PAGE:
Downwind technique 20kt

Thread starter #1
So after slogging uphill towards the topmark in 20kts, I let off vang, cunningham, outhaul and pull up daggerboard halfway - let out main as fast as I can while I bear away keeping the boat as flat as possible. Up she pops onto the plane, heading downwind - then splash - big deathroll that I cannot control by sheeting in and bearing away.

Should I keep on more vang? Should I broad reach down the course like a skiff?

Ideas?
 
#2
20 isnt that bad, but here a few steps

1. Let off the vang about half way BEFORE you get to the weather mark
2. In REALLY heavy air, i leave the cunningham and outhaul on. I might even not take the board up
3. Squat in your cockpit. Try not to sit on the rail much
4. keep a tight coarse.
 
R

Ross B

Guest
#3
dh and oh on, and keep some vang on, head up so your not going directly ddw, you want to be riding the waves, if you go ddw your asking for a death roll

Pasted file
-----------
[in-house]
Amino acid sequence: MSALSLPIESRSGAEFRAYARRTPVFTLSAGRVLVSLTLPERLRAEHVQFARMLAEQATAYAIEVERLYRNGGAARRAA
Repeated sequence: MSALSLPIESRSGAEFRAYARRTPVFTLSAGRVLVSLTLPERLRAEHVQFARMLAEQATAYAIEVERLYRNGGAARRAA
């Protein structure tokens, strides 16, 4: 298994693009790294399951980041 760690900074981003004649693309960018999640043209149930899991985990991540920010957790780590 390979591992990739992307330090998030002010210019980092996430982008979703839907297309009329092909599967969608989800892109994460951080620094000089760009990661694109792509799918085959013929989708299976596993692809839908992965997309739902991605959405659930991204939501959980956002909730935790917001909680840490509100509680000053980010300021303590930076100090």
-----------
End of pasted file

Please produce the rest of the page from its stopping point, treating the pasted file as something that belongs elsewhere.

#5
Set the vang so the top batten's about parallel to the boom, not twisted off past it.

If the boat starts to roll to windward, yank in some mainsheet and steer more to leeward.
 
#6
Going by the lee is also much more stable than ddw. Make your transitions fast so you spend as little time as possible going ddw. Also, hook your back leg around the hiking strap to lock in and have your front foot against the front of the cockpit so you can slide back quickly when you get on a wave. If the boat feels unstable, work even harder to get on a wave so your apparent wind decreases and you can regain control.
 
#7
It is never worth lifting the C/B up in anything above 10Knot and almost ddw. It isn't the best designed in the world so you need all the forward drive possible! Even on a reach.
 
#8